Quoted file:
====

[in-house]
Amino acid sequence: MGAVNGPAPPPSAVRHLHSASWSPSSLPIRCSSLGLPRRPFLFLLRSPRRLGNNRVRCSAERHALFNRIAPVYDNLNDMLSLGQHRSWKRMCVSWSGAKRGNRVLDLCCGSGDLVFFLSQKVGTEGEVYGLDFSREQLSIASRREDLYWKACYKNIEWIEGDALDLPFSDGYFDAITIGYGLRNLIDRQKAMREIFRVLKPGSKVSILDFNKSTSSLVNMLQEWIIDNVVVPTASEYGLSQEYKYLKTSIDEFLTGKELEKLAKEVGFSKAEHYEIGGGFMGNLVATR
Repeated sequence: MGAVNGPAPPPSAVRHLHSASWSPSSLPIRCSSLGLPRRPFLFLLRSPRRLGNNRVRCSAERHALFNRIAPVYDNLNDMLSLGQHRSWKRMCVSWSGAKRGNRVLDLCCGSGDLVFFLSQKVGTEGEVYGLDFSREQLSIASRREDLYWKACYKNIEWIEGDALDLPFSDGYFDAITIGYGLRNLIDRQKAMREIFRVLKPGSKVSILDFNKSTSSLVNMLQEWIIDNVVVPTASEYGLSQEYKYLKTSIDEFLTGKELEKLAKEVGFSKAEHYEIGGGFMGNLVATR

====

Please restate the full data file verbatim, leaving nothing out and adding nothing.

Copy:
[in-house]
Amino acid sequence: MGAVNGPAPPPSAVRHLHSASWSPSSLPIRCSSLGLPRRPFLFLLRSPRRLGNNRVRCSAERHALFNRIAPVYDNLNDMLSLGQHRSWKRMCVSWSGAKRGNRVLDLCCGSGDLVFFLSQKVGTEGEVYGLDFSREQLSIASRREDLYWKACYKNIEWIEGDALDLPFSDGYFDAITIGYGLRNLIDRQKAMREIFRVLKPGSKVSILDFNKSTSSLVNMLQEWIIDNVVVPTASEYGLSQEYKYLKTSIDEFLTGKELEKLAKEVGFSKAEHYEIGGGFMGNLVATR
Repeated sequence: MGAVNGPAPPPSAVRHLHSASWSPSSLPIRCSSLGLPRRPFLFLLRSPRRLGNNRVRCSAERHALFNRIAPVYDNLNDMLSLGQHRSWKRMCVSWSGAKRGNRVLDLCCGSGDLVFFLSQKVGTEGEVYGLDFSREQLSIASRREDLYWKACYKNIEWIEGDALDLPFSDGYFDAITIGYGLRNLIDRQKAMREIFRVLKPGSKVSILDFNKSTSSLVNMLQEWIIDNVVVPTASEYGLSQEYKYLKTSIDEFLTGKELEKLAKEVGFSKAEHYEIGGGFMGNLVATR